Todays Voters, Yesterdays Campaign Tactics

Nice idea. A reprise of Lincoln's Cooper Union speech from February 27, 1860 delivered in the same building on May 5th 2004.

Lincoln scholar Harold Holzer and actor Sam Waterson of NBC’s "Law and Order" fame embarked upon a modern social experiment of sorts: Could today’s voters, accustomed to ingesting political messages in 30-second morsels, sit still for a rereading of the "Right makes might" speech? Could they endure two hours of intricate discourse on an issue that’s been dead for generations?
"Neither let us be slandered from our duty by false accusations against us, nor frightened from it by menaces of destruction to the government nor of dungeons to ourselves. Let us have faith that right makes might, and in that faith, let us, to the end, dare to do our duty as we understand it."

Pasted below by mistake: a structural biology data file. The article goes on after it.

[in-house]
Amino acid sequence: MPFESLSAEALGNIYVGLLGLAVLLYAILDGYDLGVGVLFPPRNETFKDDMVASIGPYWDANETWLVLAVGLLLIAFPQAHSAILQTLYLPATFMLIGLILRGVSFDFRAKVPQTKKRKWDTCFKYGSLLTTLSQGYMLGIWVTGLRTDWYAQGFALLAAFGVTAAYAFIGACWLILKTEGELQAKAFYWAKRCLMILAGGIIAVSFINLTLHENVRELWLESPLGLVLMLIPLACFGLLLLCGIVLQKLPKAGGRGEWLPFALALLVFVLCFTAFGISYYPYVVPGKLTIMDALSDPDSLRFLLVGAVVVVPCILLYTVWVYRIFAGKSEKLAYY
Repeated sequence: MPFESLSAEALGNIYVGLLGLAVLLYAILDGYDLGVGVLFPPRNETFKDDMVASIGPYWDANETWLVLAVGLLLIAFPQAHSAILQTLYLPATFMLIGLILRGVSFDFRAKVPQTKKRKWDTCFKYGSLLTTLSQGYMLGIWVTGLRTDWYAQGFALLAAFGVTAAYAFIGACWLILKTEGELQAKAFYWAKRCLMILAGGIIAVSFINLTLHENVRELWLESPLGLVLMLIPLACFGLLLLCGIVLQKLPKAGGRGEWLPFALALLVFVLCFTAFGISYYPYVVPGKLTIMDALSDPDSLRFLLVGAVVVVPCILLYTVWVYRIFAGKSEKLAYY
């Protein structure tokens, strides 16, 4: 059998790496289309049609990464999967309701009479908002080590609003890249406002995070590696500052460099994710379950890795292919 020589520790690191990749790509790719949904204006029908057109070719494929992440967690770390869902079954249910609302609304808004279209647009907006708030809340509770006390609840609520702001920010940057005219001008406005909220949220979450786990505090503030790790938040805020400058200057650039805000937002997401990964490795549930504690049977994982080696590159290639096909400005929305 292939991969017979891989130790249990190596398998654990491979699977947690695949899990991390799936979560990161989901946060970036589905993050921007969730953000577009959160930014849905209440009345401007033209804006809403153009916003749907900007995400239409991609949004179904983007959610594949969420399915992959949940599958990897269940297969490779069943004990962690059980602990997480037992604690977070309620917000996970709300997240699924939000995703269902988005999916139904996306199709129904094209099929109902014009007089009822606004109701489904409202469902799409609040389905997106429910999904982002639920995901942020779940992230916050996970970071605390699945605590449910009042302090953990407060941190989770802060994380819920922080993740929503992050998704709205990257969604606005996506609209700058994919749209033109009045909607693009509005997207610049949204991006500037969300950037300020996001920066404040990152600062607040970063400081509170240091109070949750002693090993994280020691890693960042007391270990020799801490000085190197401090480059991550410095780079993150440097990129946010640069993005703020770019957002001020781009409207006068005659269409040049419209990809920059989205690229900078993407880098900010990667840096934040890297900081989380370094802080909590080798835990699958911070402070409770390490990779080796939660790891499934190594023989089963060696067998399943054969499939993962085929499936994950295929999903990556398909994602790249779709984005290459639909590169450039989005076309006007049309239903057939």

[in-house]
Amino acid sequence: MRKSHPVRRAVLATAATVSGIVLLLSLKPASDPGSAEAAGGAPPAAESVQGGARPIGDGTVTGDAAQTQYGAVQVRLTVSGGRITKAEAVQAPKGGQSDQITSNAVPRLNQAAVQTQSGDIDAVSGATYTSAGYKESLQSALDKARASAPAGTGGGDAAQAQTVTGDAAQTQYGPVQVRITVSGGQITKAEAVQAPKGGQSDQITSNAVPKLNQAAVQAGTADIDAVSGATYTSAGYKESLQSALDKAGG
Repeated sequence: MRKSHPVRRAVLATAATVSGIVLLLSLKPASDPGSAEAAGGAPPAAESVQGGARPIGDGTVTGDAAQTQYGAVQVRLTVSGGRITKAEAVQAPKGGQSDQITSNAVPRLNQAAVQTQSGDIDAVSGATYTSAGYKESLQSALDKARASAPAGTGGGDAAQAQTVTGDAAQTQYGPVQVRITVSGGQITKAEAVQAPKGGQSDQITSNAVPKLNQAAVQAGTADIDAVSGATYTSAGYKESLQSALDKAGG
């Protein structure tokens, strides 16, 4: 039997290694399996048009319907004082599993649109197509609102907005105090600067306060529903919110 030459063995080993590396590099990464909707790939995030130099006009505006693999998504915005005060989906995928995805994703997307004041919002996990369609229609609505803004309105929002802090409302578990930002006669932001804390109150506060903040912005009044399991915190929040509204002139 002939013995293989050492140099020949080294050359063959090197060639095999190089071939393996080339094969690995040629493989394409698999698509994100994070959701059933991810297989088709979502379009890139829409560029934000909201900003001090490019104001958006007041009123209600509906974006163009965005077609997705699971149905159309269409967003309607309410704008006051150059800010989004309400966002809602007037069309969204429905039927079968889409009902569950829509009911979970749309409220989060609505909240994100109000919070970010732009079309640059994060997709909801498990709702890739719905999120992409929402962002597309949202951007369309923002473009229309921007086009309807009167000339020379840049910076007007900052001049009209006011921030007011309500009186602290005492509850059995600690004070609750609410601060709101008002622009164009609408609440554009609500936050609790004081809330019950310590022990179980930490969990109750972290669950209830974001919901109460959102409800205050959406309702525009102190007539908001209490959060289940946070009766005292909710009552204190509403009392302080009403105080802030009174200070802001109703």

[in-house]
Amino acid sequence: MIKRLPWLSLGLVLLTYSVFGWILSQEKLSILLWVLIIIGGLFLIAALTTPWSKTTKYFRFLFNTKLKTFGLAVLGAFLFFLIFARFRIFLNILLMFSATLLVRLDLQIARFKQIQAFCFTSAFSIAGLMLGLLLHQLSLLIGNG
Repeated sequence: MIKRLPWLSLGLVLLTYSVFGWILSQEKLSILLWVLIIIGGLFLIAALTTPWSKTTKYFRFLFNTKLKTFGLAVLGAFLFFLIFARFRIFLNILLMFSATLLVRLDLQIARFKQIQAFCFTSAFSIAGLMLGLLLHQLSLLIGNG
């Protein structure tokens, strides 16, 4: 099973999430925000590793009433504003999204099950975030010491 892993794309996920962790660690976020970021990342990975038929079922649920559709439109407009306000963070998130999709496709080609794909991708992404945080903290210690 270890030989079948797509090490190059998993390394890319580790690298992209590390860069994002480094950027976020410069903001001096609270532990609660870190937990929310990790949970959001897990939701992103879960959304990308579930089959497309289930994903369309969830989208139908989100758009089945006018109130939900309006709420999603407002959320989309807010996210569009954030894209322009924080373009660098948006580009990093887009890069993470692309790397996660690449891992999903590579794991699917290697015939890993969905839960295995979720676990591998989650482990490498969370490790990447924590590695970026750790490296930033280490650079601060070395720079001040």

The ovation, on this night as it was in 1860, was thunderous and long.
Lincoln's oration on this night set in train a journey to the office of President of the United States of America. The 16th President, the 'great emancipator', went on to move his potition from being anti-slavery (no extension of slavery) to issue the emancipation proclamation, he supported the 13th amendment (Neither slavery nor involuntary servitude, except as a punishment for crime whereof the party shall have been duly convicted, shall exist within the United States, or any place subject to their jurisdiction) and ultimately called for the franchise to be extended to African-Americans.

Posted by Paul in Oratory Politics at June 28, 2004 05:25 PM